Social affairs ministry inspectors may have been given more money and staff but have actually taken fewer cases of worker exploitation to court and handed out fewer fines, the national audit office said on Wednesday, in a review of the inspectorate’s performance.
The review covers the period 2016 to 2020, during which the cabinet started a special programme to combat human trafficking and put millions of euros into tracking down people who were being forced into work.
The number of reports of criminal exploitation have gone up considerably, reaching 160 in 2020. But fewer cases are being investigated. In 2016, 25% of the reports resulted in an investigation, in 2019 just 4%. Last year, 10% of the reports were looked into.
‘Perpetrators go unpunished and victims are not given help,’ Ewout Irrgang, a member of the audit office, told RTL Nieuws.
‘We are extremely limited by the legislation,’ a spokesman for the inspectorate told broadcaster NOS. ‘The definition of labour exploitation must be taken wider. Now it only counts if, say, someone’s passport has been taken off them or if they are not allowed to leave a given area. But paying them €5 an hour does not count.’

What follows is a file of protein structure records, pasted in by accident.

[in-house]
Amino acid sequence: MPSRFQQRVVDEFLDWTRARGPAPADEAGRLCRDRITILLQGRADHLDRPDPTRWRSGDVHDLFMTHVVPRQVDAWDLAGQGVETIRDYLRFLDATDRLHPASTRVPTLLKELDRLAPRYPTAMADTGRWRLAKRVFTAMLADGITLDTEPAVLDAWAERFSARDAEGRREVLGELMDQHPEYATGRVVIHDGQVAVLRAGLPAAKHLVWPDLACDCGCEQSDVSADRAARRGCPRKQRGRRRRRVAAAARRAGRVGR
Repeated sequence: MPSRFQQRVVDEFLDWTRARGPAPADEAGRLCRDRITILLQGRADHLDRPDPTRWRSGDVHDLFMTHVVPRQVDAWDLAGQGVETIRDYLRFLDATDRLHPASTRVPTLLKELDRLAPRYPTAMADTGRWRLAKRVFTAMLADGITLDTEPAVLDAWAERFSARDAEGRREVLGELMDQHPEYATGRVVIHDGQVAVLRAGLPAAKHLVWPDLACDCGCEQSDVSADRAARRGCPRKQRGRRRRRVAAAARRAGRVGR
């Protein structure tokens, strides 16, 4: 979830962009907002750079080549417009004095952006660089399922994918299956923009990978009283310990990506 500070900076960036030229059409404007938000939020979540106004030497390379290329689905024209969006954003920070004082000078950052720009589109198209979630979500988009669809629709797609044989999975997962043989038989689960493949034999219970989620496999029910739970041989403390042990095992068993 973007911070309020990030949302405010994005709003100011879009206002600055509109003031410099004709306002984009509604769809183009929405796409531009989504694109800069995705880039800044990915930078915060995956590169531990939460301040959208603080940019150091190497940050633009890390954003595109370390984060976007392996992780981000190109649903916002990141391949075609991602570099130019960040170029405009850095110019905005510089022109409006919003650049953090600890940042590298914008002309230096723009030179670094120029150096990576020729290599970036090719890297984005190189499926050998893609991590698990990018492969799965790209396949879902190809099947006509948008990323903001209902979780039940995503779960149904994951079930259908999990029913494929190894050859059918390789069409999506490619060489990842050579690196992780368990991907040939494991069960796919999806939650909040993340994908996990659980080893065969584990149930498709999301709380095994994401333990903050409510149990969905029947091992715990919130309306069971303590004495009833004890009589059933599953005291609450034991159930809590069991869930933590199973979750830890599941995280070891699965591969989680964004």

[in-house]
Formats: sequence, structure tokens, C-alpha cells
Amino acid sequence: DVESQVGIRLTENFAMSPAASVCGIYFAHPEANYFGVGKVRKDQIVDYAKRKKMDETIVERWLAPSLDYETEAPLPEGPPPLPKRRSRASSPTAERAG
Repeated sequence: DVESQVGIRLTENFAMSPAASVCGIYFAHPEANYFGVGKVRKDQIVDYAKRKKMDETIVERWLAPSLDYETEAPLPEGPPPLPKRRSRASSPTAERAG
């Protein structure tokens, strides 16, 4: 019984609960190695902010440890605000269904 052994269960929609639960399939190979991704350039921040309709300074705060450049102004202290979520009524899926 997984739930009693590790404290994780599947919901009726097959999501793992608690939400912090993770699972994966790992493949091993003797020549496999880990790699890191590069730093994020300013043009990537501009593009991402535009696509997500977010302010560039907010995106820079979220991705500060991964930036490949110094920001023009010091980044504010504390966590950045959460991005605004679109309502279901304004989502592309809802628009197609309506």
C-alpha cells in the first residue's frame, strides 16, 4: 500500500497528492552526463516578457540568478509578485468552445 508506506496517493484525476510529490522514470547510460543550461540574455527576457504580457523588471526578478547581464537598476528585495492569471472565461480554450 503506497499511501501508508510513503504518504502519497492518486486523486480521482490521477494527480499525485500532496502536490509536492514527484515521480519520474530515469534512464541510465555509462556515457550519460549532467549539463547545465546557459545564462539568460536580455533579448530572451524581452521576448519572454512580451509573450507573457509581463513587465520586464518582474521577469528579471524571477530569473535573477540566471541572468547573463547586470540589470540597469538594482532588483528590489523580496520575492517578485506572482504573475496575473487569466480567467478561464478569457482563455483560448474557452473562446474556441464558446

Inspectors have also tried to tackle problems using administrative law, and upped the number of inspectors from four to 10, RTL Nieuws said. This resulted in more cases being identified but not more fines.
‘If you fine a [jobs agency] they go bankrupt on the Monday and set up a new company on the Wednesday,’ a spokesman for the inspectorate said. ‘Administrative law is not as much of a deterrent as criminal law.’
MPs have also called for a change in the legislation and on Tuesday voted in favour of a motion to look into widening the definition of labour exploitation. The social affairs ministry has indicated this is an option but that it will be up to the next cabinet to do so.
Edwin Atema, from the FNV trade union federation, told RTL that he has seen lorry drivers crying because they are so desperate. Many workers, he said, do not dare to complain about their situation.
Earlier this month, nine Filipino lorry drivers who were forced to drive for more hours than legally permitted, and paid less than official rates, were told by the public prosecution office they could not take their employer to court for exploiting them because of a lack of evidence.
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